Net emissions are calculated, in the EPA national inventory, by reducing potential emissions by estimates of methane captured or controlled because of regulatory or voluntary emission reductions. In the current national inventory, emission reductions are roughly one-half of potential emissions. In this work, net or measured emissions for the total of all 27 completions are 98% less than potential emissions.

This large difference between the net emissions measured in this work and the net emissions estimated in the national inventory is due to several factors. First, consistent with emerging regulatory requirements and improved operating practices, 67% of the wells sent methane to sales or control devices. Second, for those wells with methane capture or control, 99% of the potential emissions were captured or controlled. Finally, the wells with uncontrolled releases had much lower than average potential to emit. Of the nine wells in this work that had uncontrolled venting of methane, the average potential to emit was 0.83 Mg, which is 0.55% of the average potential to emit in the national inventory.

The EPA estimates GHG emissions from 2011 was so far off the reasons set forth above (use of new technology and improved operating procedures) but also because the EPA relied upon engineering models and not on-site sampling. Researchers from the University of Texas at Austin, to get a more accurate inventory, used on-site measurements of methane emissions from natural gas production in shale production regions finding each well produced an average of only 1.7 Mg of methane per flowback operation compared to the 81 Mg estimated by EPA.

The EPA model did not adequately account for greener techniques, regulations or new technologies for controlling methane emissions. Researchers from the University of Texas at Austin observed 67% of wells sent methane to sales or other control devices where 99% of potential emissions were captured or controlled through flaring. Moreover, in the case of the remaining wells, those allowed to vent methane directly into the atmosphere, the researchers also found this impact to be less than previously thought. They observed nine wells and found the average potential methane emission was but 0.83 Mgm, which was only 0.55% of the average potential in the national inventory.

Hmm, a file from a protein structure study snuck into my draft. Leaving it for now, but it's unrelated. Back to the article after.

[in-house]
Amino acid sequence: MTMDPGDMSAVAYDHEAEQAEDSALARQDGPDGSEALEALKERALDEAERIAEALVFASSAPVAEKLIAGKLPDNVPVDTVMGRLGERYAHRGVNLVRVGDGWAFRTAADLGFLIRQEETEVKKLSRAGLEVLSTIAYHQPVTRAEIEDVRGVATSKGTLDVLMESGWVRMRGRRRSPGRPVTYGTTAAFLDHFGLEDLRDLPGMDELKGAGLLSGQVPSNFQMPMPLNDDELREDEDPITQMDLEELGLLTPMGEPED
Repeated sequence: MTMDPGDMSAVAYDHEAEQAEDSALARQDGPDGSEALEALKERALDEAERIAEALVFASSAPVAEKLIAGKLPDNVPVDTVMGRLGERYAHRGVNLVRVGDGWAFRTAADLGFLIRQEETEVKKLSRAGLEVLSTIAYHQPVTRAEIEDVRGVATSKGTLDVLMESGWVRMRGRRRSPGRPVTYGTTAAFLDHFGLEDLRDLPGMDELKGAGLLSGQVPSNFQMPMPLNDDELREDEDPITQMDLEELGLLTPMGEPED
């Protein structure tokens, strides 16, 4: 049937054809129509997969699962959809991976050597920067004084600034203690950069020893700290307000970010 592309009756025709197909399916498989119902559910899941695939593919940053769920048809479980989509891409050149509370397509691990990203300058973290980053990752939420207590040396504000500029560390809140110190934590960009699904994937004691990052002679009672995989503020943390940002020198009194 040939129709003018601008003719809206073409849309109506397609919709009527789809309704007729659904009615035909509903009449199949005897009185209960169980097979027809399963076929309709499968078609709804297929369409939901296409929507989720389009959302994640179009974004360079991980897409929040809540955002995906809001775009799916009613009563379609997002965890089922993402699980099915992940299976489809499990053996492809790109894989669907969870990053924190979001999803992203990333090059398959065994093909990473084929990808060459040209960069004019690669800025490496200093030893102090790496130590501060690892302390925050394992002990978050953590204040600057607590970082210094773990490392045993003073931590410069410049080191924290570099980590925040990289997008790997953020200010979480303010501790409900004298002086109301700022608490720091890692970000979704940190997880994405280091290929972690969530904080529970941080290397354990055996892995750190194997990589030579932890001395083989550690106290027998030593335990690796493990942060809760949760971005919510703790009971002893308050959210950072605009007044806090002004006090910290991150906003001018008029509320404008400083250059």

That’s  a major variation by anyone’s judgment and is explained by the fact natural gas sent immediately to sales is separated from water as it returns to surface and is put into to a pipeline, where it will be sold to end users. This method, as common sense dictates, is the greenest technique for managing methane emissions because no GHG (carbon dioxide or methane) can or is being emitted while the well flows back.

If a pipeline is not available to send the gas immediately to sales, the gas and water returning via flowback is separated and the gas is burned off in a controlled manner. This produces carbon dioxide (CO2) and water vapor (H2O), but the carbon dioxide, though also considered a greenhouse gas, has far less impact on the environment. Carbon dioxide, in fact, is essential to life, as all former high school biology students will recall, but we’ll address that another time.

The story on fugitive methane emissions, in other words, is not all it’s cracked up to be.  There is a whole lot less of it than our Park Foundation friends at Cornell speculated and the numbers get better every day as companies such as Cabot Oil & Gas, for example, implement ever greener techniques of production.  Thats the real story, after all.